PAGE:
I'll always hate you. And I'm so glad I'm not what you wanted.
In the beginning, I’ll admit; I loved you. But I had no choice then. I loved you, because I knew that a son should love his mother, as the mother should always love her son. You gave me birth, you gave me life, and for that, I am grateful.
Even when you’d hit me, when you’d scream in my face and I would burst into tears, I still loved you. I was five. I ate up every word you said and every lie you told like chocolate chip cookies. When you’d smack my face, and come back moments later and say you were sorry, I believed it. And who knows; maybe you did mean it then. You hadn’t given up on me yet.
When I was around seven, and I was starting to do things on my own, and decide what I liked, that was when things went wrong. Because I wasn’t turning out how you wanted. Real boys didn’t draw all the time, they didn’t sing, they didn’t cry so easily. They played outside and got dirty and became strong. You didn’t want an artist or a musician. You wanted a rich, smart son. Like a doctor, or a dentist.
By the time I was ten, I’d started to make my own choices, to go against you. You didn’t like that. You tried to pin me down and show me: there were NO other options. It was your way, or no way at all. I’d be who you wanted, what you wanted. I had no part in it. I was only a puppet.
When I was thirteen, it was the end. I’d gone in the opposite direction that you wanted me to. I wasn’t Mr. Popularity. In fact, they all hated me. I had one friend that I was close to. You said it was unhealthy. Maybe it was, but I liked it that way. I loved music, and art; worthless, because they’d get me nowhere. I’d started dressing the way that I wanted to. T-shirts with the names of my favorite bands, black and red high tops. None of the shit everyone else wore. No. For me, there would be no Hollister, no Abercrombie and Fitch. That wasn’t me. That was what you wished I was.
So then, the fakeness went away. You barely tried anymore. You barely noticed me, unless it was to critique something that I had done. To tell me to change my clothes, or yell at me for trivial things that didn’t matter. People found you ridiculous. But you didn’t know. It was all right with you. In your mind you weren’t doing anything wrong. Of course, that’s no different than usual. Because of course, you can never do wrong.
Thirteen was a big year for me. The first time I kissed a girl. And after that, the first time I kissed a boy. I wonder what you would do if you knew about that? You already hate Frank, and if you knew the things we’ve done in my bed when you’re not around… it’s funny. Thirteen was big because I started self harming. It’s not about the pain for me though. I like myself well enough I suppose. No, it’s about the scars. I make one every time you anger me enough. So you know what you’ve done. Thirteen was the first time I drank. But mostly, thirteen was big because I finally realized what you wanted. You wanted perfection. You wanted the image of a perfect family for the world to see. I no longer fit the image. That was why you were so crushed when Mikey was diagnosed with ADHD. ADHD meant he could never truly be the perfect child, the golden child. Of course, you still try, so now he’s a mommy’s little boy. That’s why you’re still with dad. Because divorce would mean you weren’t perfect. I’m the flaw, I ruined everything. And that makes me happy. So I’ll keep being the way I am.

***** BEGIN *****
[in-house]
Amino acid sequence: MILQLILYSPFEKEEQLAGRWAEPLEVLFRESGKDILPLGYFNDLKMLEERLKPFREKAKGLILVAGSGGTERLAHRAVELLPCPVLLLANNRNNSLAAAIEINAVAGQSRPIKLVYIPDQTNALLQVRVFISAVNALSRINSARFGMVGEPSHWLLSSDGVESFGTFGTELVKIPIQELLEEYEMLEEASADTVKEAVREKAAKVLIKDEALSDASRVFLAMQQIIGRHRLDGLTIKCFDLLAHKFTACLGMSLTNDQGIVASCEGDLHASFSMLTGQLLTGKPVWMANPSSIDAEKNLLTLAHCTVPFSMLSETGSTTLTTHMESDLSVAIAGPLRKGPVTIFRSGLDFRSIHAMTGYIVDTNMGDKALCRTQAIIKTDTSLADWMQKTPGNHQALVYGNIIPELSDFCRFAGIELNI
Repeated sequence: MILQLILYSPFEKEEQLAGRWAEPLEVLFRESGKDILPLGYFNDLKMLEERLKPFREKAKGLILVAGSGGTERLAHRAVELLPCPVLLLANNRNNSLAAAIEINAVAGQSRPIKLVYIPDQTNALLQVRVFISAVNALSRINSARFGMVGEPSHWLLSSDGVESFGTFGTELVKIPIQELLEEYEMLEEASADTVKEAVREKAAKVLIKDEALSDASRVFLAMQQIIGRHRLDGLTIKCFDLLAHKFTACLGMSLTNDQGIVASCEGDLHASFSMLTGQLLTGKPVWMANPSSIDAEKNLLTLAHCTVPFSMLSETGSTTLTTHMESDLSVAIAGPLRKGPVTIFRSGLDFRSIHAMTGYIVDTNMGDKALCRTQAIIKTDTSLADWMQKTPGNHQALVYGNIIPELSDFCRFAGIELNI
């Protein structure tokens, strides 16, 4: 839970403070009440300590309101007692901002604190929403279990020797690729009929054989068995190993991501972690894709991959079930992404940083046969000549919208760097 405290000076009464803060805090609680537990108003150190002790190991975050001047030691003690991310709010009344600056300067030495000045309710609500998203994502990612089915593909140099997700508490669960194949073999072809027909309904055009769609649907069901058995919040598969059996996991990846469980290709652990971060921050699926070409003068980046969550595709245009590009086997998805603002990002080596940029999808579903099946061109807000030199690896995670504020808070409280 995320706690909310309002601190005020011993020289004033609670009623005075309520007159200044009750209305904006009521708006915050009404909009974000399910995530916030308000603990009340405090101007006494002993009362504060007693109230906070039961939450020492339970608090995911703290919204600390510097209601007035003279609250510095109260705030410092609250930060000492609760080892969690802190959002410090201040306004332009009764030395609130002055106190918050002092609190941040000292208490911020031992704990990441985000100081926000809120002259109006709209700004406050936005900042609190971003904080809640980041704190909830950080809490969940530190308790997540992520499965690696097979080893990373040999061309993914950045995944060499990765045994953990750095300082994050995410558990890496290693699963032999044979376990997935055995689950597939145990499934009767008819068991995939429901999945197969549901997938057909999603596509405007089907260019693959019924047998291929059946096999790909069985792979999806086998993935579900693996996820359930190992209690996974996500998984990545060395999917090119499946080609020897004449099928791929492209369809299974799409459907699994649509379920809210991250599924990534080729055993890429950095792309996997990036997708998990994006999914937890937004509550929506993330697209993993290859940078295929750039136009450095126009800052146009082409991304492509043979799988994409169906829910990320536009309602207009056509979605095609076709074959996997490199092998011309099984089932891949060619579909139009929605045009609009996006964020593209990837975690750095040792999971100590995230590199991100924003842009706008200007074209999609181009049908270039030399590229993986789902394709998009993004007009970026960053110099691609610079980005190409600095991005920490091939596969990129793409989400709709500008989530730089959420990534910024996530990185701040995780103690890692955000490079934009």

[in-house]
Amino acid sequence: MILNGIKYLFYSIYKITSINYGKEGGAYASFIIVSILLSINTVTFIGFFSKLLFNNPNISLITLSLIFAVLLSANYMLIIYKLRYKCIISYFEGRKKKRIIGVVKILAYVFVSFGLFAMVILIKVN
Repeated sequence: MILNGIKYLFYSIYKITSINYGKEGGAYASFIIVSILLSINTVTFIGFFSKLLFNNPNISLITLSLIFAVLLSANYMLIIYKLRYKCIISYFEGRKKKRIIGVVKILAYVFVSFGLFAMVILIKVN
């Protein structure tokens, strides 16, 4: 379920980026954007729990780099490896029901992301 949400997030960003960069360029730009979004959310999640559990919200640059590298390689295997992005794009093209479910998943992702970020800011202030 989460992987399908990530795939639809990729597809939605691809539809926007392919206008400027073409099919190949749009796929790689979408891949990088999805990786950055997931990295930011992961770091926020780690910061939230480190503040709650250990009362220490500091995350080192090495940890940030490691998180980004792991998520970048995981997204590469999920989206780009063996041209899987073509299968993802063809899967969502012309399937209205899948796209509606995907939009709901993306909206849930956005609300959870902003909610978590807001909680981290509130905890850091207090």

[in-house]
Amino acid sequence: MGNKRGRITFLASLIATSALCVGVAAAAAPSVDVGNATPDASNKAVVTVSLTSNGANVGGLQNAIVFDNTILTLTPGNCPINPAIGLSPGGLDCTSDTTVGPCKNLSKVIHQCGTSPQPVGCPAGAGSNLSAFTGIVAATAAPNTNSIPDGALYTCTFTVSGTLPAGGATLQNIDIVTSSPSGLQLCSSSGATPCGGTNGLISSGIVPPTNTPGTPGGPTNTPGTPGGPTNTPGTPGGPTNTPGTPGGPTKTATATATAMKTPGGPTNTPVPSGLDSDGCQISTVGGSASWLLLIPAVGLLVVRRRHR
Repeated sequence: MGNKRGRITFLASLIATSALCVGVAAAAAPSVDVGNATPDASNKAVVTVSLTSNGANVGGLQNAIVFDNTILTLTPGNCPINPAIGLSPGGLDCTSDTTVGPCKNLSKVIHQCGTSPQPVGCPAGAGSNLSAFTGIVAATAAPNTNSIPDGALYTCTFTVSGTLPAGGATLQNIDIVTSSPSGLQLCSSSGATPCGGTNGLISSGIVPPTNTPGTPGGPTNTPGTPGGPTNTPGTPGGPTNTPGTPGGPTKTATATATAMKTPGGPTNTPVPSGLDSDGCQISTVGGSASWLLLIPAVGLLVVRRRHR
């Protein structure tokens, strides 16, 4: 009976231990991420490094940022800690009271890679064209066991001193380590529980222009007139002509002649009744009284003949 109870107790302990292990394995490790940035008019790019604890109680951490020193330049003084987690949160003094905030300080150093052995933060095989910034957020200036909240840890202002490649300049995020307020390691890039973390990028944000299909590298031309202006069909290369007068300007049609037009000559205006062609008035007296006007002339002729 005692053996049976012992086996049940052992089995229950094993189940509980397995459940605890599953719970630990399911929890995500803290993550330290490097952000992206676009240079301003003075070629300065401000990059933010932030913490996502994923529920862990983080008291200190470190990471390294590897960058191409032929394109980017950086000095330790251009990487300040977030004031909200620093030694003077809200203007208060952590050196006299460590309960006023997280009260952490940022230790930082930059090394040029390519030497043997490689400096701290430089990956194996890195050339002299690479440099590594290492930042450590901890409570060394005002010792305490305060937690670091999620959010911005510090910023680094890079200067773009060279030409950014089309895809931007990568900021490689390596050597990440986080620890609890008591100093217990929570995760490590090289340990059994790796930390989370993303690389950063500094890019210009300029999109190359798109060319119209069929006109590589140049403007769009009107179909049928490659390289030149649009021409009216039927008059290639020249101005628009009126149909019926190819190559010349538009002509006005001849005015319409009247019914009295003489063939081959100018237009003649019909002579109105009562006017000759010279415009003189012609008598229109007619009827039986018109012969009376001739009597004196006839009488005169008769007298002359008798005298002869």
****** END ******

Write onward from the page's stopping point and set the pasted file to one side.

I’ll also admit, sometimes it bothers me, that you don’t care. Because like I said, I used to love you. It hurts that you never loved me; you just loved the concept of me, and what you hoped I’d become.
It’s like yesterday, as I sat at the table, drawing. I know I’m good. The vampire on my paper proved it. But you just came and stand over my shoulder, glanced at it, and then told me to bring you the laundry from upstairs. As I climbed the stairs, I heard you tell Mikey how wonderful his Pokemon drawing is. It just figures.
It’s like today. It’s Mother’s Day. The perfect day, you decide, to tell me I need to be more like a man. And I finally snap. Because I never complain. I never say anything to you.
“Why can’t you accept me? Why do you always make me feel so small? You make me feel like I’m your worst nightmare.”
You sigh, and lean back in your chair. “ I’m trying to find out how to say this gently, Gerard.” You sigh, and look up at me, obvious undisturbed by what you’re about to say. “You’re nothing like the little boy that I wanted.”
I’ve known that all along. There was no need to say it. And hopefully you know what I’m going to say.
“I fucking hate you. You’re nothing like what I wanted either.”
I see the anger in you eyes. There’s no pain. You don’t care that I hate you. You’re just mad. You stand, trembling, and smack me hard across the face. I fall to the ground, and I watch the blood drip out of my mouth onto the white carpet.
I’ll always hate you. And I’m so glad I’m not the son you wanted.
This is completely true for me. The whole damn story. With the exception of the fact I didn't get around to telling my mother I hate her. And the fact that I'm a girl, not a boy. But other than that, every word was true. This probably would've better if I'd written it sooner, but I've calmed down. I might do some more of this, if I need to get my anger out.
MCR changed my life, because it gave me a goal. It showed me what I want to be, which is everything she doesn't want for me. She hates MCR. Yay! Thank you MCR. You changed, and saved my life. I don't know where I'd be without them all.
And I never say this to you so this is for mom. FUCK YOU.